Tuesday, 5 April 2011

MEDIOCRE

^Peckham, South London (photo by author)

Thankfully, most of our lives are played out through a chain of objectively unimportant, low level events that are on the whole unremarkable in the grand scheme of things, quotidian. In the same way, we tend to grow up, live, work, fall in love, have families, and fade away in entirely ordinary, run-of-the-mill architecture, built stuff that gets the job done, that holds in the heat and humidity in the local pool, and manages to pass planning because it has a gable roof and red brick fa├žade, stuff that answers similar questions in similar ways in a million different variations from Perth to Plymouth.

If you took a picture of any of this low level architecture that fills Britain, the image would present a depressingly mute mediocrity, nothing but the complete factual averageness of the building or space which, if of recent vintage would no doubt end up, to howls of anguish, on Bad British Architecture. But Architectural photography severs the container from what it contains, it shows the aesthetic failure, but not how that failure is really a triumph.

It is precisely these places’ anonymity, their almost total lack of outstanding independent qualities, that ramps up the value of any uniqueness that does exist to such a degree, meaning that we become like archaeologists digging for clues, constructing local significance from minute fragments of singularity that are gathered slowly, over time. It takes longer to become attached to places so messy and banal, their qualities are not handed to you on a Haussmannian plate, one must work for it. And everyone does, instinctively, attaching their memories cumulatively to slight peculiarities, like the unusually large traffic island where the ice cream van sits vampiricaly, opposite the school, or the incredibly narrow gap between two wings of the sports centre, that is just the right size for kids to squeeze between to sneak a smoke, or a snog. Memories which gradually fill the most mediocre of piles with magic, memories which we all tot-up, and that cling to apparently inhospitable places and thrive there, generating an ambient, splendidly subjective beauty, a beauty which only stands out in its greatest relief when the objects of architecture sink, or rather rise, into glorious mediocrity.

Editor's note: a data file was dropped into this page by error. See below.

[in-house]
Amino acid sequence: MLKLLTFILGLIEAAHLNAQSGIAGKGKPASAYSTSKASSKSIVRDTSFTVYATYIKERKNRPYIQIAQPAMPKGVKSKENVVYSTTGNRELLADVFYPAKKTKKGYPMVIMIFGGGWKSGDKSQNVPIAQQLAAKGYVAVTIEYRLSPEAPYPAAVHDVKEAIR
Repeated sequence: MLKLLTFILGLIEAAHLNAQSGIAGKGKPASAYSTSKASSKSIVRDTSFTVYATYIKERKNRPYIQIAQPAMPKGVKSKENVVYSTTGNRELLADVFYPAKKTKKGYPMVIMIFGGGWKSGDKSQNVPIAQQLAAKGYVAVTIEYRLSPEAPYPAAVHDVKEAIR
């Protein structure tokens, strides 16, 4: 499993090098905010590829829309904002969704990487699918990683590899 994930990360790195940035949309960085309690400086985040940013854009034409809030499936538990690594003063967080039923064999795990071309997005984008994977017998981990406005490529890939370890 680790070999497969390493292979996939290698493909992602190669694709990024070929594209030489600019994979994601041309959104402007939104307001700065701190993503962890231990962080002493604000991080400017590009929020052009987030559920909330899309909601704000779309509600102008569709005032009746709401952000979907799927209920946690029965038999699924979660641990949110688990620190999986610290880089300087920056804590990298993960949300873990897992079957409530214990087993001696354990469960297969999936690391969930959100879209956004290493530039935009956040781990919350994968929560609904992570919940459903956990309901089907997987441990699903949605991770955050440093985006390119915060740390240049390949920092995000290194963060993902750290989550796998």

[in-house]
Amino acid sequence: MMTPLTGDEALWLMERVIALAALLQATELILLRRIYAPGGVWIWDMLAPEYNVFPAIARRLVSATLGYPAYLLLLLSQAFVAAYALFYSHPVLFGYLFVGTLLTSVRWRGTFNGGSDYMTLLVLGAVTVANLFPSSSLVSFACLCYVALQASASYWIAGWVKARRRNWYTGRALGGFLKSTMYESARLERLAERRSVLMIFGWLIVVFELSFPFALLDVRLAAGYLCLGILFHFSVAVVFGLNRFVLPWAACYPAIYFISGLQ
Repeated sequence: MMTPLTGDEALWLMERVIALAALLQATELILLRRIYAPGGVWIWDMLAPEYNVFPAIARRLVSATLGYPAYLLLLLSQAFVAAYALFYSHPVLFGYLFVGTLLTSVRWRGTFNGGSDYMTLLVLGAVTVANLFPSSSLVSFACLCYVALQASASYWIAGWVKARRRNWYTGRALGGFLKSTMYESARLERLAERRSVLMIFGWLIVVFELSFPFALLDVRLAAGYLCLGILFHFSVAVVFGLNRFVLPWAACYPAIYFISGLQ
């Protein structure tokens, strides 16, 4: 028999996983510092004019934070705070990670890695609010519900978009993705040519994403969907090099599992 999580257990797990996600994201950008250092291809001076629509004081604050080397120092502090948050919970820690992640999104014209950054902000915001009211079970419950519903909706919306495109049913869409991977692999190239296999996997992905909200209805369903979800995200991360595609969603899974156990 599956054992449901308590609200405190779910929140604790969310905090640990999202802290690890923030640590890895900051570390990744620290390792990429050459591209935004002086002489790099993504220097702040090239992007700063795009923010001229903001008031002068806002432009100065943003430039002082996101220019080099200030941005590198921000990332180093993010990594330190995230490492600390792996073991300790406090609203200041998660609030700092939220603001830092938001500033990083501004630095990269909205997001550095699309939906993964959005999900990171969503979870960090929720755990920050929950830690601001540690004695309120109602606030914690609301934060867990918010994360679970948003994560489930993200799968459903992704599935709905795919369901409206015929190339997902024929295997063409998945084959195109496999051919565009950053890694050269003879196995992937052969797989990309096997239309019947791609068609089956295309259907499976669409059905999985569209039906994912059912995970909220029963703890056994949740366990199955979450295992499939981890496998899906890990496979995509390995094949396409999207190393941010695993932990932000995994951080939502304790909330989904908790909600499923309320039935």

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NB, this post was initially published in The BiBlog

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